Three Scottish taxi dispatcher-telephonists were unfairly sacked after their company was taken over by a rival, an employment tribunal has ruled.
The three women were being paid £9 an hour at Clyde One Cars in Renfrew compared with £6.75 an hour for similar employment at Paisley Cab Company, the takeover company.
The tribunal ruled that "the real reason why these dispatchers were dismissed and made redundant was because of the greater rate of pay they were receiving with Clyde One Cars".
It also found there was no prior consultation about the redundancies, and Paisley had failed to follow the statutory dismissal and disciplinary procedure.
It was also ruled that it would have been possible to keep the three employees on at the higher salary as telephonists until vacancies for controllers became available.
Paisley had claimed that because the company had invested heavily in advance technology, dispatching had been reduced to a much more limited role in the booking process.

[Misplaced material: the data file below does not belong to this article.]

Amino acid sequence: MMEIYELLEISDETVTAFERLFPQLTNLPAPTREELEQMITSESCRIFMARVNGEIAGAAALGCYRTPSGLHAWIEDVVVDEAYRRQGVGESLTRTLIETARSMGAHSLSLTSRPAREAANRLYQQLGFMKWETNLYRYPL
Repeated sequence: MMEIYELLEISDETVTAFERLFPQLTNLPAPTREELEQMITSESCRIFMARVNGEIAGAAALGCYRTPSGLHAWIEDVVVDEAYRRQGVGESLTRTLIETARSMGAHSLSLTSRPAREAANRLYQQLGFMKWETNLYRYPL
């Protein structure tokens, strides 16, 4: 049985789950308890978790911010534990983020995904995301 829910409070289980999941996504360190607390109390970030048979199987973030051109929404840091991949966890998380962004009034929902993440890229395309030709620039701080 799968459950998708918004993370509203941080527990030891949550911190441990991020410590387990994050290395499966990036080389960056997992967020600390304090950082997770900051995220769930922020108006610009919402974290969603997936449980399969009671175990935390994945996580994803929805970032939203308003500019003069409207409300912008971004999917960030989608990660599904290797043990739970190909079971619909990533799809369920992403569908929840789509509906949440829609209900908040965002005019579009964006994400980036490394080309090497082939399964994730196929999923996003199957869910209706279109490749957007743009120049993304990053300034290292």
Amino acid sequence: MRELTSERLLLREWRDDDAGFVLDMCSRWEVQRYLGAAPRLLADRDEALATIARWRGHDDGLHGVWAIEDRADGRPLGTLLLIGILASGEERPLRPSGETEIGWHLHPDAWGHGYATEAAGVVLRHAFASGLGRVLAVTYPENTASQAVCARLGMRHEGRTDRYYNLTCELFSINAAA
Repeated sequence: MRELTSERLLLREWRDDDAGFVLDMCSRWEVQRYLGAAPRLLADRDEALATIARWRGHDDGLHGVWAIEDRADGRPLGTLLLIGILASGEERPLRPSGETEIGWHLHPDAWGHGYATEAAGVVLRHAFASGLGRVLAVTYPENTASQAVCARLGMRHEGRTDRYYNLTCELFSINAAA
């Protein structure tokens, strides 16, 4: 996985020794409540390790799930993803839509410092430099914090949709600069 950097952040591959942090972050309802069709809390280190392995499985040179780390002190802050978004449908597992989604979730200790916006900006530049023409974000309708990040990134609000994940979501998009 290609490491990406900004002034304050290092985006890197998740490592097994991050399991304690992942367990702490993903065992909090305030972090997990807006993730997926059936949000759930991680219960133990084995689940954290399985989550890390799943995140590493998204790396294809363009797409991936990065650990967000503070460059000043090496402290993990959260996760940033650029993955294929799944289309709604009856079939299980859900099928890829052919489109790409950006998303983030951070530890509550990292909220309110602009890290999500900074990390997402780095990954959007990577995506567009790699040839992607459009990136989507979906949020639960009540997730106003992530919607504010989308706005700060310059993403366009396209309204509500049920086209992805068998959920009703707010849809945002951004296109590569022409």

Anne Marie Ferris and Pamela Martin, of Paisley, and Caroline McKinven, of Glasgow, were awarded a total of more than £22,000 in compensation.
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Liesel Whitfield from law firm Irwin Mitchell said: "Employees are protected when their employer's business is taken over in certain circumstances, and there are additional protections in respect of changes to contractual terms. Even where an employer considers that redundancies are necessary, there are statutory procedures that must be followed and which differ depending upon the number of employees affected. If employers follow those procedures, they are in a much safer position to defend any claims which are issued."